Arc to slash prize-money over concerns about impact of FOBT curbs
Arena Racing Company (Arc) is to reduce its contribution to prize-money by £3 million in 2019, the first evidence of racecourses tightening their belts as a result of the government's crackdown on FOBTs.
The money would have been used to 'unlock' extra prize-money from levy funds for the lower levels of the programme book, but Arc hopes that cash – which would amount to around £4.5m – will still be made available to them to mitigate the impact on owners, trainers, jockeys and stable staff.
The changes, which come into effect on February 11 and will affect 3,406 races, mean Arc's total commitment to prize-money for 2019 will be £15.3m, down 16 per cent from 2018, having been £11.3m in 2015. Arc said further reductions could not be ruled out.
Arc chief executive Martin Cruddace said it was not a decision they had taken lightly but that the racecourse group, which operates 16 tracks and is due to stage 570 meetings in 2019, "simply cannot continue" to maintain its current levels of contributions to prize-money.
After the uplift in racing's income from the government's levy reforms, British racing agreed a new scheme for this year's fixture list in which racecourses who made an extra executive contribution of £900 above minimum race values towards the prize-money for certain categories of races would trigger appearance money and race incentive fund grants.
However, the government's decision to reduce FOBT stakes to £2 from £100 is expected to result in a major reduction in the number of British betting shops and, as a result, a cut in media rights payments to racecourses estimated to be between £40-60m.
It is understood Arc is budgeting for 1,000 betting shops to have closed by this time next year.
Cruddace said: "At the time of the 2017 funding review it was agreed that the race incentive fund and appearance money scheme, paid for by these levy increases, should be unlocked alongside further direct investment from racecourses.
"Today, however, the well-publicised impact of betting shop closures on racecourses' media rights income has already started to take effect, and will only increase in the months and years to come.
"As a result of this, Arc simply cannot continue to support our current levels of executive contribution to prize-money and unlock all qualifying races, as was the case throughout 2018."
|Prize-money in |
Arc has long complained that it does not receive its fair share of levy funding compared with the amount of income from the betting its fixtures generate, while Cruddace also reminded the industry that the group had led on the authorised betting partner policy – at a cost in sponsorship income believed to be around £2m – which had helped make the case for levy reform to government.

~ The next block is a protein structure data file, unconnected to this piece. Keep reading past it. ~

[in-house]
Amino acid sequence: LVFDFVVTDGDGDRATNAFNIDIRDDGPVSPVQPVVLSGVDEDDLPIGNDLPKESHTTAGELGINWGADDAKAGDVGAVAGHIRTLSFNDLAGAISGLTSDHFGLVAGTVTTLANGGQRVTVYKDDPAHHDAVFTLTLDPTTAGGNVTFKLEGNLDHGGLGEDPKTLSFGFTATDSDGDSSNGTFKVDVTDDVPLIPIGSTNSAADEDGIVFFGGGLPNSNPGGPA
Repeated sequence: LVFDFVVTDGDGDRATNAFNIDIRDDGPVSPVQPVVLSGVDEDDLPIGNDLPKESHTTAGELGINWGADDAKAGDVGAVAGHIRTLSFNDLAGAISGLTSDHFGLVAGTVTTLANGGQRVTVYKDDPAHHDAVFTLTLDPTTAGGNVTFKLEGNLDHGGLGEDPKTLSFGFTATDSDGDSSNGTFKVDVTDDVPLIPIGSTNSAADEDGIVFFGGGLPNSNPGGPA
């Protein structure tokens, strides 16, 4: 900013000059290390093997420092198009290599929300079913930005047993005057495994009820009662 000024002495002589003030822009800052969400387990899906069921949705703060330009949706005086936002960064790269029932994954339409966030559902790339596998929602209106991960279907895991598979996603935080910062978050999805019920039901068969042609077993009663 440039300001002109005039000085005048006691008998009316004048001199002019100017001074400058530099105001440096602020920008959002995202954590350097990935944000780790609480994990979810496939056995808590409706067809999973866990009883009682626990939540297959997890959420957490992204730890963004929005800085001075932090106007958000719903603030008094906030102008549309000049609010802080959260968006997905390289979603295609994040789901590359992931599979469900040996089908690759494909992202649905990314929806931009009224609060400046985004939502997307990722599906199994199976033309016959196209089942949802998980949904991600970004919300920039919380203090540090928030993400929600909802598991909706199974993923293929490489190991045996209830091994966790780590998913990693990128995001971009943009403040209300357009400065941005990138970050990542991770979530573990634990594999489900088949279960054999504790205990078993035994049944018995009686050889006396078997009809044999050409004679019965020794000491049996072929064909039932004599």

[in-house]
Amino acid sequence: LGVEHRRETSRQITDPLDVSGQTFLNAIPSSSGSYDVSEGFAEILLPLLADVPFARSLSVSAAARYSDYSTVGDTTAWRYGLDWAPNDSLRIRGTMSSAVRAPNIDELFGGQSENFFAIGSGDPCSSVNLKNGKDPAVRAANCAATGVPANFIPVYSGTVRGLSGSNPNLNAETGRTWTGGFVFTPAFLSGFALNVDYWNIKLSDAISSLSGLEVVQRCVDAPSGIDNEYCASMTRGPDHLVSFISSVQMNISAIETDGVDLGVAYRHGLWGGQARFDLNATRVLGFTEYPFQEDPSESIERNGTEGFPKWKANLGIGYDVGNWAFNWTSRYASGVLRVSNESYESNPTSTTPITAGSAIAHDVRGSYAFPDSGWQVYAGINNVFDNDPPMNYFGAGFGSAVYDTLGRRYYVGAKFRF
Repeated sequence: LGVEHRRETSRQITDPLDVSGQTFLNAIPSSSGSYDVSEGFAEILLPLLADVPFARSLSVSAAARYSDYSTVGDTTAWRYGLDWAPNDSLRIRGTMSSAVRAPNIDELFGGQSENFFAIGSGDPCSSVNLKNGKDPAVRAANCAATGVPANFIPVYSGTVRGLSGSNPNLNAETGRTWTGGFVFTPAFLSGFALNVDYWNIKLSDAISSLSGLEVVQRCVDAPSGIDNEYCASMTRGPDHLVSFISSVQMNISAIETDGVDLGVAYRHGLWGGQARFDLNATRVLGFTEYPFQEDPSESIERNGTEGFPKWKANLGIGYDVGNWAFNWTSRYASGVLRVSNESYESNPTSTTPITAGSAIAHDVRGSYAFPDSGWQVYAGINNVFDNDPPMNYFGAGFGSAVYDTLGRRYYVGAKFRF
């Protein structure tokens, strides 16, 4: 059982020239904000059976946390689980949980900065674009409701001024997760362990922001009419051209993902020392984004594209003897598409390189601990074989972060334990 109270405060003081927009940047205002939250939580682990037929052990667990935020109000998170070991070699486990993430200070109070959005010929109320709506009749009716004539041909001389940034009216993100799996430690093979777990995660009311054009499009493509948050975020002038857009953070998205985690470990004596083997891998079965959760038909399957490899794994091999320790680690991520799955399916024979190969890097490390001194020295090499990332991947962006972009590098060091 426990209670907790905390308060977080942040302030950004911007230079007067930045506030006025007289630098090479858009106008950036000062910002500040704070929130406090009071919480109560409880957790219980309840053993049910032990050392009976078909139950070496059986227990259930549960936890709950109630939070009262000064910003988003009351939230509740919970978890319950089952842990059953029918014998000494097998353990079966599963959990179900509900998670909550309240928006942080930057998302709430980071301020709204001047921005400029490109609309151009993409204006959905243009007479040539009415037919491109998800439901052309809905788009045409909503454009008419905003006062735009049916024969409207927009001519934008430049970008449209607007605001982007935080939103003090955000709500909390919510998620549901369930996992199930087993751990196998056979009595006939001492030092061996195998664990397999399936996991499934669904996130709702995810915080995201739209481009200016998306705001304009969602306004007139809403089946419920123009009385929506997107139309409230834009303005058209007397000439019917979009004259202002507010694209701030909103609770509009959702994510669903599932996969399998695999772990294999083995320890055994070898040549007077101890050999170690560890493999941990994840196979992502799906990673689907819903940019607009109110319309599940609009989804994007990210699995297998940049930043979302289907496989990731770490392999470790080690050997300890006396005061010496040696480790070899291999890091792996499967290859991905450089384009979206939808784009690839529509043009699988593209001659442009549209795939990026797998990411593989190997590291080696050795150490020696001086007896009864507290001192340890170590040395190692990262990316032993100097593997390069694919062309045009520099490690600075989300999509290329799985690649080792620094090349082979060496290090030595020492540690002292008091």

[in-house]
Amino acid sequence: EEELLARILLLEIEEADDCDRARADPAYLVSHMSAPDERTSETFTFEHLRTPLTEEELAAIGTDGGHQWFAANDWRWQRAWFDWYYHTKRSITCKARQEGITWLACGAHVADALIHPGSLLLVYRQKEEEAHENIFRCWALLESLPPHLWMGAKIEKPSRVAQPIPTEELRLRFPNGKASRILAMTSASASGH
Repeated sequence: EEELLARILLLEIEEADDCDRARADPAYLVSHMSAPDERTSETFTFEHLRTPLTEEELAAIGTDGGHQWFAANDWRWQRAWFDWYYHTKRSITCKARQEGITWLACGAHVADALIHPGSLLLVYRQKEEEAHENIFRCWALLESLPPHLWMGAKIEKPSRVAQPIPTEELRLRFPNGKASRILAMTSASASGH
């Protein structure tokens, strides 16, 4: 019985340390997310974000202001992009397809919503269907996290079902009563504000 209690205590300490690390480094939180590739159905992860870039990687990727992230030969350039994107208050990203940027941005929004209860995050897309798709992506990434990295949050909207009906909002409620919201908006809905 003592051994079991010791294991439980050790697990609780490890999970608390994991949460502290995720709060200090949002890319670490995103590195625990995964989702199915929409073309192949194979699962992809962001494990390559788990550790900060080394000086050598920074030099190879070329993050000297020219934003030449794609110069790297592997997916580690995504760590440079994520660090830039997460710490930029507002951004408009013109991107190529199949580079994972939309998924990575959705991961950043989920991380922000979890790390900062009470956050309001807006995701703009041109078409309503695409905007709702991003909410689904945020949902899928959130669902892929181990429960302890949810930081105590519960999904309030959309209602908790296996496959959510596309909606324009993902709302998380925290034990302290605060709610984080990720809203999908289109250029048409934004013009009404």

The Arc chief executive, who said he "completely" accepted the government's rationale for cutting FOBT stakes, hoped other racing stakeholders would ensure racing's grassroots continued to receive financial support.
"We fully understand the importance of prize-money across the industry and do not take such a decision lightly," said Cruddace.
"It is for this reason that we are working with the whole industry to review funding and the allocation of the substantial and hard-won increased levy income to support the prize-money levels for grassroots racing that we have, until now, been able to provide.
"It is therefore hoped, contingent on the support of our colleagues at the BHA and Horsemen’s Group, that owners and trainers who are kind enough to run their horses at our racecourses do not then see an appreciable difference."
Other racecourse groups and individual tracks are likely to consider making the same decision as Arc, who also appeared to receive the backing of Racecourse Association chair Maggie Carver.
She said: "These are challenging financial times for Britain’s racecourses as the media rights landscape, in particular, has fundamentally shifted in recent months, so we can understand Arc's decision.
"The RCA and its members will continue to work with horsemen and theBHA to try to mitigate the situation as the funding environment evolves."
BHA head of media Robin Mounsey said: “Fixture list policy including the way in which fixtures are funded is a 'tripartite' matter, which means that the industry’s approach is agreed by the BHA, Racecourse Association and Horsemen’s Group.
“In 2017 those member bodies agreed the existing policy, which has seen significant extra funding from the levy – unlocked by increased racecourse contributions – being targeted at the middle and lower tiers of the sport, with the intention of providing significantly improved returns to those operating at grassroots levels.
“The sport’s stakeholders are working together to understand the likely financial implications of the change in legislation coming into place from April, with the aim of developing a strategy that delivers the best outcome for the sport and limits the impact on all parties within it. This includes ongoing discussions with government, which has publicly promised to help mitigate the impact on racing.”
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